Such samovars-Petukhs are known no more than a dozen.Produced in the early 1870s in the style of a la RUS, they were supposed to represent Russia among other goods in 1873 at an exhibition in Vienna.This is evidenced by the inscription "In memory of the World Vienna Exhibition."It is not known who exactly developed this particular samovar, but one of the earliest samovars-Petukhs dated 1863 and signed by Hippolytus Monighetti, an architect of the imperial court.Monighetti was the author of the imperial pavilion at an exhibition in Vienna, decorated in the style of boyars in chorus and marked by the medal of the exhibition. Organized by European industrialists, including Kruppas and Rothschilds, the Vienna World Exhibition was the first such event outside the UK and France.Despite the fact that its main goal was to conclude contracts between representatives of large business, a special emphasis was on the dialogue of cultures.To do this, in one of the central parks of Vienna, an exposition was arranged dedicated to the national cultures of the participating countries. A huge collection of samovars was also represented in the pavilion of the Russian Empire.There were samovars in the form of a cup, cylinder, barrel, samovars with a built -in alcohol burner.But the center of the collection was a samovar made of gilded copper, made in the form of a rooster. According to the results of the exhibition, the samovar-pepper received a gold medal.The reward was not accidental: even in the manufacturing technology of the master, they moved away from the traditional method of pitching a dumplings of samovar from sheet metal.The rooster was made using a new technological technique - casting according to the model, and then richly decorated, including bone and glass.But, despite the complexity of the work performed, the names of the masters remained unknown.Artistic critic Vladimir Stasov pointed out the possible manufacture of a samovar in the Petersburg workshop of the bar.However, there is no confirmation of this. The artistic style in which the samovar is made is called “Petushkov” or “Ropetovsky” - by the name of architect Ivan Pavlovich Ropet, which is considered the founder of the pseudo -Russian direction in the visual arts preceding the modernity.It is based on the traditions of ancient Russian architecture and at the same time - folk decorative art.This explains the contrast: exceptional work is combined with folk proverbs written in the samovar.There are two of them: “the samovar boils, does not tell” and “where there is tea, there is a paradise under the spruce.”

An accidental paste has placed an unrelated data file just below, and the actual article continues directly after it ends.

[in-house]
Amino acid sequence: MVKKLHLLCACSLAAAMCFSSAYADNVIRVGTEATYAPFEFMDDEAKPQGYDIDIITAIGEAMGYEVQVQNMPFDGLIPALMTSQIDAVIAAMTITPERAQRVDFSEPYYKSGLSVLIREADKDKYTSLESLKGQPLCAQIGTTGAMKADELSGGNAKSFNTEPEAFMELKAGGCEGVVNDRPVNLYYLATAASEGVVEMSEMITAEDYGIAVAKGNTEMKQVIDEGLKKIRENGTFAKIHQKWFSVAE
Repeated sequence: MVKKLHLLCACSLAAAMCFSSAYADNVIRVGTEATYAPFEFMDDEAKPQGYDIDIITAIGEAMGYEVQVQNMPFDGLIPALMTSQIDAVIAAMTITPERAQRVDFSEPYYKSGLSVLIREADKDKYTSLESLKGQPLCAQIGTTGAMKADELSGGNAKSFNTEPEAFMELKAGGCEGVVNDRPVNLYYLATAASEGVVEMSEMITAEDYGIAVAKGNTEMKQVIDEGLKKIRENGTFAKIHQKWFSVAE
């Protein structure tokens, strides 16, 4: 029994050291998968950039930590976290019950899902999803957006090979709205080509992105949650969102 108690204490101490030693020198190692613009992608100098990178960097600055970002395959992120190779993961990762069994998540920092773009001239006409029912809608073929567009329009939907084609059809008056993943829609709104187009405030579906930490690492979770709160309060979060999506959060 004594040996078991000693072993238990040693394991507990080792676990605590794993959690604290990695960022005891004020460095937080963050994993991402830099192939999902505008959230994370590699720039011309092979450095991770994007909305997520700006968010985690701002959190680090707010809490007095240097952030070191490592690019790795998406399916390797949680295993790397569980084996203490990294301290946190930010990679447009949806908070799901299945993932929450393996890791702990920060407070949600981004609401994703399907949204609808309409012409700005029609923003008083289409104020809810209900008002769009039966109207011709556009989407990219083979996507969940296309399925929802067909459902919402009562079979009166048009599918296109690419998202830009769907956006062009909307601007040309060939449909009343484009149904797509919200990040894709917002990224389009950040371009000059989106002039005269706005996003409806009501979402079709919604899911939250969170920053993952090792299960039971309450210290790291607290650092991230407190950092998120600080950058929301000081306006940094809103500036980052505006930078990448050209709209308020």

Lot No. 4723

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